More research is required as the interactions among genes, microbiome, diet, environment and lifestyle are infinitely complex. Moreover, the effects of gene variants on risk of a complex disease are often inconsistent. Thus, a more robust evidence-based approach is required to improve the predictive accuracy of personalised nutrition. The future does seem to hold the promise of personalised nutritional recommendations based on genetic data, which will help fine-tune the prevention of nutrition-associated diseases. However, we have yet to progress in this field due to the complex nature of genes in the relationship between diet and health outcome.
Age plays an important role in changing nutritional needs throughout a person’s lifespan. In fact, what constitutes a healthy, balanced diet will be subject to slight variations depending on differing stages of life. Nevertheless, the core principles will essentially remain the same; a balance of diverse, nutritious, wholesome foods are focal to helping us look, feel and perform at our best, and to have a deeper, long-lasting impact from a health perspective.
In your 20s and 30s
Healthy eating is not always on the top list of priorities when you are in your twenties. Research often reveals that 20-somethings consume a greater volume of fast food compared to other age ranges and often eat inadequate levels of fruit and vegetables. This is probably due to the fast-paced, frenetic lifestyle most career-oriented 20-somethings lead, where food becomes an after-thought to ensure survival in its most elementary sense, instead of viewing nourishment as being synonymous with health and wellbeing. Nevertheless, the twenties are an ideal time in life to establish a healthy foundation for the rest of one’s life.
Bone density accrual continues until the late twenties, which makes nutrition for bone health crucial to reduce the risk of developing osteoporosis later in life.
Skipping breakfast and the over-reliance on quick, convenience foods containing elevated levels of macronutrients may result in an inadequate nutritional status and weight complications. In the long run, these set of circumstances create the perfect storm for increasing the risk of developing chronic conditions such as heart disease, diabetes, cancer and high blood pressure, all representing the major causes of death in modern day society.
Women who are considering starting a family should ensure they are consuming sufficient levels of energy, folic acid and minerals such as iron and calcium.
Making Health and Nutrition a Priority
Calcium: to ensure you are meeting the required calcium levels for health, consume three servings from the dairy group each day. Calcium-rich plant sources such as broccoli, spinach, beans and dairy alternatives are also good options.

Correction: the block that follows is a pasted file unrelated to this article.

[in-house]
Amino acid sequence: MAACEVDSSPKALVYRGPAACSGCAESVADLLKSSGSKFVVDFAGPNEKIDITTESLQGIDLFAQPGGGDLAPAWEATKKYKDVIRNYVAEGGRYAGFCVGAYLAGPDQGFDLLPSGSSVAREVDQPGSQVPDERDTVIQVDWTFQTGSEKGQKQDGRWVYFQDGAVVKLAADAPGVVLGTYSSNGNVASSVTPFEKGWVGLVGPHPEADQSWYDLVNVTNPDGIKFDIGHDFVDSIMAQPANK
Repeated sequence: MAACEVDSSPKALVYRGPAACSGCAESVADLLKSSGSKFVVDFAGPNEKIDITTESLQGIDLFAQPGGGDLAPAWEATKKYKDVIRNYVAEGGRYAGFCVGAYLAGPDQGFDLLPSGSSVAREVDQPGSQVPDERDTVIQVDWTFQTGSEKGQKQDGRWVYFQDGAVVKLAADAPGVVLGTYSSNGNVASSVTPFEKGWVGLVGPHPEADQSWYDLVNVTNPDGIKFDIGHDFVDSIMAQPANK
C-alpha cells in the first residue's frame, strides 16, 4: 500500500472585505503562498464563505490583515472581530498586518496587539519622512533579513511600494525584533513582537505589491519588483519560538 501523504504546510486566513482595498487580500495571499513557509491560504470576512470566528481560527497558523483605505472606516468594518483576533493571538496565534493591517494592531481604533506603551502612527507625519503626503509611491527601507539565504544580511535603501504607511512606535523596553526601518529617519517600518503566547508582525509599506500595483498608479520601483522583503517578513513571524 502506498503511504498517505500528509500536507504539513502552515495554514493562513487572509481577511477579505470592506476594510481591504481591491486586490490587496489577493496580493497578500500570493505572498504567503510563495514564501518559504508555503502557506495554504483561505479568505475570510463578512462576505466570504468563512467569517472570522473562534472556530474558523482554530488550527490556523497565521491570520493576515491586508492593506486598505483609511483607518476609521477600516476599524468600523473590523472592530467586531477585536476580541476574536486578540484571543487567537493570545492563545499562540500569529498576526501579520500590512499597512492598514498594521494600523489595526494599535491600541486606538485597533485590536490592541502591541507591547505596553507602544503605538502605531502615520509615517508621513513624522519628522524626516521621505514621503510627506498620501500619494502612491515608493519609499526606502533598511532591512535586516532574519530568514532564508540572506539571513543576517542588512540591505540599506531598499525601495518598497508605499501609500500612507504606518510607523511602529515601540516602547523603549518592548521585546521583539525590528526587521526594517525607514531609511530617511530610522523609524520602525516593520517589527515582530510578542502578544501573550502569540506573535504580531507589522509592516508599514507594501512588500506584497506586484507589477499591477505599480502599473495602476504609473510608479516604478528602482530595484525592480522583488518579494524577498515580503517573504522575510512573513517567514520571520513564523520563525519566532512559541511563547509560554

Fibre: is an important part of a healthy balanced diet. Fibre can help prevent the onset of chronic diseases and can do wonders for your digestive health. Opt for wholegrain bread, experiment with porridge oats at breakfast and discover whole grains such as brown rice, bulgur and quinoa. Whole grains will also deliver the all-important B-vitamins, which help to convert food into energy, allowing you to stay energised throughout the day.
Fruit and Vegetables: ensure you meet your 5-a-day fruit and vegetable target. This will also contribute to fibre intake and boost your nutritional intake.
In your 40s
In the 40s many take their good health for granted, whereby healthy eating and exercise are often neglected. However, as we advance in age, good nutrition and reversing the sedentary lifestyle trend begin to gain some ground in our list of priorities. A diet rich in antioxidants will promote cellular stability, staving off the ageing process and helping to protect against diseases such as Alzheimer’s and certain types of cancer.
The metabolic rate, essentially the rate at which the body burns calories, will drop. However, the drop is minimal; the real reason why many people in this age bracket start to suffer from weight issues is due to the lack of movement. Excess weight, especially around the ‘middle’ is correlated with heart disease and diabetes. So start exercising and make a conscious effort to keep fit and be healthy.
A percentage of women in the 40s age range have low iron stores. Keeping the body well supplied with iron provides vitality, helps the immune system to function optimally and keeps the mind alert.
What to eat?
Antioxidants – a diverse range of differing coloured fruit and vegetables should be on the menu as they are an excellent source of antioxidants.
Iron – lean red meat is one of the most easily absorbed forms of iron. Aim to consume red meat 1-2 times a week. Fortified cereals can be a good option along with lentils, beans, pulses, and plenty of green, leafy vegetables such as spinach, green beans and broccoli.
In your 50s
Health problems, such as raised cholesterol, high blood pressure and type 2 diabetes are on the rise in this age group. As such, a low fat diet incorporating plenty of fruit and vegetables is the best way to counteract these conditions.
Moreover, the menopause will have a significant impact on this category of women. Symptoms will vary greatly and are linked to a decline in oestrogen levels featured in the menopause. This accelerates the loss of calcium from the bone increasing the risk of osteoporosis and brittle bones.
What to eat:
Calcium: consume 3 portions of low-fat, low-sugar calcium rich foods every day to minimise bone loss. The Mediterranean diet comprises lots of fresh fruits and vegetables, delivering a spectrum of heart friendly vitamins and minerals.
Watch the fat: as we age, the body’s energy requirement decreases. Body fat gets deposited when too many calories are consumed and insufficient levels are burned. Include monounsaturated and polyunsaturated fats from nuts, seeds and their oils instead of saturated fat.